AFP’s wire piece included the association-causation caveat in paragraph four, before describing details of the association found by the researchers. The Australian Broadcasting Corporation ran the caveat in paragraph five and repeated it in several later paragraphs. Compare Discovery’s cautiously open-ended headline, “Does Soda Cause Violence?” with the inflammatory ones inaccurately claiming causation.

The discrepancy in the coverage makes this a great teaching moment for health, science, and risk reporting. There’s an obvious tendency to play up the dramatic aspects of stories and play down or omit the tempering or balancing aspects, which does an injustice to accuracy.

But coverage of the soda and violence study shows how a good story can be presented in interesting ways without over-dramatizing. And that is important both for public health and for the health of the news business. Distorted and over-dramatized coverage contributes to potentially unhealthy choices by individuals, and it fuels a growing mistrust in the press, feeding the decline in news consumption by people who are turned off by an industry that thinks that yelling is the only way to get the public to pay attention. It’s not.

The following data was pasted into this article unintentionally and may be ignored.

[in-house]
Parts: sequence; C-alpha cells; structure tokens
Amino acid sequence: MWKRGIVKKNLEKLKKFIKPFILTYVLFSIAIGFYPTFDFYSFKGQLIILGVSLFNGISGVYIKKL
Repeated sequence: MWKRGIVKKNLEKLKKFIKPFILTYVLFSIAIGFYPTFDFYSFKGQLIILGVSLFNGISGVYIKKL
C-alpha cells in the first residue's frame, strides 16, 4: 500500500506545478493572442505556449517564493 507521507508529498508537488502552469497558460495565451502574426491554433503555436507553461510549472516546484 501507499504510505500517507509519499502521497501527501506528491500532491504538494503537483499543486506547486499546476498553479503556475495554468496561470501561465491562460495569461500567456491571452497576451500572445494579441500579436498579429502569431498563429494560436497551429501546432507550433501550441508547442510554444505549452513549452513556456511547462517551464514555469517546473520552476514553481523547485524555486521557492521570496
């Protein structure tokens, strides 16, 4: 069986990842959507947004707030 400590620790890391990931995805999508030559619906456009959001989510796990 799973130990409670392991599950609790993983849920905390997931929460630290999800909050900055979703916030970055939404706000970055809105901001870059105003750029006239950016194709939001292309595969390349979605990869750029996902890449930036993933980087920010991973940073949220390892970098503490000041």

News media Scream-a-Thons, particularly in the area of health and risk, may be chasing consumers away from news altogether, and undermining the business. Decent, straightforward, accurate and well-told stories can bring them back. A public that trusts journalism will pay for journalism. More careful coverage of health studies would be a good place to start rebuilding that trust.

David Ropeik is an instructor in the Harvard University Extension School's Environmental Management Program, author of How Risky Is it, Really? Why Our Fears Don't Always Match the Facts, creator of the in-house newsroom training program "Media Coverage of Risk," and a consultant in risk communication. He was an environment reporter in Boston for twenty-two years and a board member of the Society of Environmental Journalists for nine years.